|Weight||110 grams||Start Voltage||2.4V|
SPL @ 1m
Fan @ 12V: At full speed, the fan was turbulent and had a bit of drone. The measured sound pressure level was 20 dBA, low, at least compared to the average
Fan @ 9V: Much of the turblence disappeared, resulting in a 4 dBA decrease. With the airflow turbulence lowered, we noticed a high degree of clicking coming from
the fan’s motor.
Fan @ 7V: The fan sounded very much like the 9V level. The clicking
of the fan’s motor/bearings became more noticeable despite it being quieter
Fan @ 5V: Smooth at a distance, but up close the clicking sounded
more like a rattle.
Overall the fan is fairly quiet, but it is far cry from the much smoother,
high quality fans we prefer. It’s an average low/mid airflow fan with unremarkable
Prolimatech Megahalems w/ provided 120mm fan
Prolimatech Megahalems w/ reference 120mm fan
| Load Temp: CPUBurn for ~10 mins.|
°C Rise: Temperature rise above ambient (20°C) at load.
°C/W: based on the amount of heat dissipated by the CPU (measured
78W); lower is better.
Overall the Megahalems was a very impressive performer, delivering some of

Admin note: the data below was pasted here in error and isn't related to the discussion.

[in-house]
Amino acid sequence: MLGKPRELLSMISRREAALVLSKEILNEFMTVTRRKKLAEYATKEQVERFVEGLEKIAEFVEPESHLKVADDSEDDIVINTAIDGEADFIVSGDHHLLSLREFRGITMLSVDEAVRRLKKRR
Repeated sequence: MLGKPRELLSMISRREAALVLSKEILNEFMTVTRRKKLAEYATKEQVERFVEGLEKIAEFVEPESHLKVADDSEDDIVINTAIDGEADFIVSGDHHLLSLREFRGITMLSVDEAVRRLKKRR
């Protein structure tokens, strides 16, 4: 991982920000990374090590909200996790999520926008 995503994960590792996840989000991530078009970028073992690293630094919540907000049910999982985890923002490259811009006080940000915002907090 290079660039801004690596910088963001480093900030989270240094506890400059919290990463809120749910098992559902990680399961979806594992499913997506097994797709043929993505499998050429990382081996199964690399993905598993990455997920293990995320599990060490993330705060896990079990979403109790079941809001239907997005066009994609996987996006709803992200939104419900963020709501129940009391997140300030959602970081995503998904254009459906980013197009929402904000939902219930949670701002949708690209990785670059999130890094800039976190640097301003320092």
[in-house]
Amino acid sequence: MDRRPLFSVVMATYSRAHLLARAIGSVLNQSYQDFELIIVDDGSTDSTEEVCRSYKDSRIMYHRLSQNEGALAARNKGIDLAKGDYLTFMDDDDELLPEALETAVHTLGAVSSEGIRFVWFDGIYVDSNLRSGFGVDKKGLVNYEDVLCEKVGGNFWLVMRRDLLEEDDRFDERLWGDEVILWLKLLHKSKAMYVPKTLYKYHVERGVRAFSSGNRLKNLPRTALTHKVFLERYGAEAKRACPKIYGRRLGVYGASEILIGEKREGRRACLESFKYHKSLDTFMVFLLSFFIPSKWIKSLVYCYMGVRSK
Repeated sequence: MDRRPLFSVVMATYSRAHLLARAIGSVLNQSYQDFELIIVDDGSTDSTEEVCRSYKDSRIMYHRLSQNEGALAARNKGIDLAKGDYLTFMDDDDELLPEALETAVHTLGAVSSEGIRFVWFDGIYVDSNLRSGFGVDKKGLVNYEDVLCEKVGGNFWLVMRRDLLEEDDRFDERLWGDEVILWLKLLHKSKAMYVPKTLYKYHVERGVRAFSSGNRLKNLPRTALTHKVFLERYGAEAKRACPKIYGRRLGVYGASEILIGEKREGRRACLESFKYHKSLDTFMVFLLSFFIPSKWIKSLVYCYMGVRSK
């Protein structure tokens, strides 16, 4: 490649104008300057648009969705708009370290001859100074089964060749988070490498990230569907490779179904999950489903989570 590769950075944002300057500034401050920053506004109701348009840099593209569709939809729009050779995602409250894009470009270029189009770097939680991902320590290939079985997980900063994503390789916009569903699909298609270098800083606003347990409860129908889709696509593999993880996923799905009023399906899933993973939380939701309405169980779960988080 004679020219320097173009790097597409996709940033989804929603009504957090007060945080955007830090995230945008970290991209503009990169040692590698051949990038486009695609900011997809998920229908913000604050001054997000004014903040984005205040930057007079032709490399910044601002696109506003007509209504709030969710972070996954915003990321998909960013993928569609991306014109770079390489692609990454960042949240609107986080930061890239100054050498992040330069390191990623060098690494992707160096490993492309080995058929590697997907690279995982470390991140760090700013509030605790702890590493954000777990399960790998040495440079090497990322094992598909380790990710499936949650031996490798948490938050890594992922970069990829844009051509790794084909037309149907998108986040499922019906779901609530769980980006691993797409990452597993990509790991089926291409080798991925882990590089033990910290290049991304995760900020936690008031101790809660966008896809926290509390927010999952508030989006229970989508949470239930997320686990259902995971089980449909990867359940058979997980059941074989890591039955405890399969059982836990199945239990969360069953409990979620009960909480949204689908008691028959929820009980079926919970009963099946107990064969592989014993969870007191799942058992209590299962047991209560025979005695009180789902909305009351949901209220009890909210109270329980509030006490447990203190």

the best results we’ve ever seen. Both fans kept thermal rise above ambient
below 20°C, even at 5V. The provided fan’s sweet spot seemed to be 7V, while
our reference Nexus fan performed proportionally depending on the fan voltage.
The Nexus fan delivered slightly improved results at equivalent noise levels,
but only by a single degree on average — nothing to write home about.
°C rise Comparison: Prolimatech Megahalems vs.
Nexus 120 fan voltage / SPL @1m
Scythe Ninja 2
All results generated with our reference Nexus 120mm
The Prolimatech Megahalems’s performance was top-notch across the board. It
posted similar results to the Thermalright
HR-01 Plus and Noctua NH-U12P
with low airflow, and bested the entire field, even the Thermalright
Ultra-120 eXtreme, when our Nexus fan was set to 12V.
MP3 SOUND RECORDINGS
These recordings were made with a high
resolution, lab quality, digital recording system inside SPCR’s
own 11 dBA ambient anechoic chamber, then converted to LAME 128kbps
encoded MP3s. We’ve listened long and hard to ensure there is no audible degradation
from the original WAV files to these MP3s. They represent a quick snapshot of
what we heard during the review.
These recordings are intended to give you an idea of how the product sounds